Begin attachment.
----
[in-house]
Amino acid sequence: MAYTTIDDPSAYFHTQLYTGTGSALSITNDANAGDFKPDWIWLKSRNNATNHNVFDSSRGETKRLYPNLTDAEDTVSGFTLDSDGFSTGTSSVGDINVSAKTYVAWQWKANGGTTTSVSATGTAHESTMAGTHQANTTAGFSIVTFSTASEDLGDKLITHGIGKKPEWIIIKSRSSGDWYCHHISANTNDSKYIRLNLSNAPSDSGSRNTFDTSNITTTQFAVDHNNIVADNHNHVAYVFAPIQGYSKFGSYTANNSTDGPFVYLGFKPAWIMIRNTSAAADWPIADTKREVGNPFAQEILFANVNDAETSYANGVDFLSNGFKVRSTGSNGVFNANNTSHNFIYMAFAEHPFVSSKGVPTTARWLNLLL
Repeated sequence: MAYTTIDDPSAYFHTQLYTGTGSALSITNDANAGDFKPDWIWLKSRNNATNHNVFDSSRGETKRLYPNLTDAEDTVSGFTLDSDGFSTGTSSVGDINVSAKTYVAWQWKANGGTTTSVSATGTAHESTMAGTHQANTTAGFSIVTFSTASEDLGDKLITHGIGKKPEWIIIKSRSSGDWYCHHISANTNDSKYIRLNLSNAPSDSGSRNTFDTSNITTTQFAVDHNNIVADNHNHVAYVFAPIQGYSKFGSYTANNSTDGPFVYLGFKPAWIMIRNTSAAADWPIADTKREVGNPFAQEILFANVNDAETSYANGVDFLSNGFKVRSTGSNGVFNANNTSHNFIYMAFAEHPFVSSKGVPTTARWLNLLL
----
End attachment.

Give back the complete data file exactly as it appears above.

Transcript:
[in-house]
Amino acid sequence: MAYTTIDDPSAYFHTQLYTGTGSALSITNDANAGDFKPDWIWLKSRNNATNHNVFDSSRGETKRLYPNLTDAEDTVSGFTLDSDGFSTGTSSVGDINVSAKTYVAWQWKANGGTTTSVSATGTAHESTMAGTHQANTTAGFSIVTFSTASEDLGDKLITHGIGKKPEWIIIKSRSSGDWYCHHISANTNDSKYIRLNLSNAPSDSGSRNTFDTSNITTTQFAVDHNNIVADNHNHVAYVFAPIQGYSKFGSYTANNSTDGPFVYLGFKPAWIMIRNTSAAADWPIADTKREVGNPFAQEILFANVNDAETSYANGVDFLSNGFKVRSTGSNGVFNANNTSHNFIYMAFAEHPFVSSKGVPTTARWLNLLL
Repeated sequence: MAYTTIDDPSAYFHTQLYTGTGSALSITNDANAGDFKPDWIWLKSRNNATNHNVFDSSRGETKRLYPNLTDAEDTVSGFTLDSDGFSTGTSSVGDINVSAKTYVAWQWKANGGTTTSVSATGTAHESTMAGTHQANTTAGFSIVTFSTASEDLGDKLITHGIGKKPEWIIIKSRSSGDWYCHHISANTNDSKYIRLNLSNAPSDSGSRNTFDTSNITTTQFAVDHNNIVADNHNHVAYVFAPIQGYSKFGSYTANNSTDGPFVYLGFKPAWIMIRNTSAAADWPIADTKREVGNPFAQEILFANVNDAETSYANGVDFLSNGFKVRSTGSNGVFNANNTSHNFIYMAFAEHPFVSSKGVPTTARWLNLLL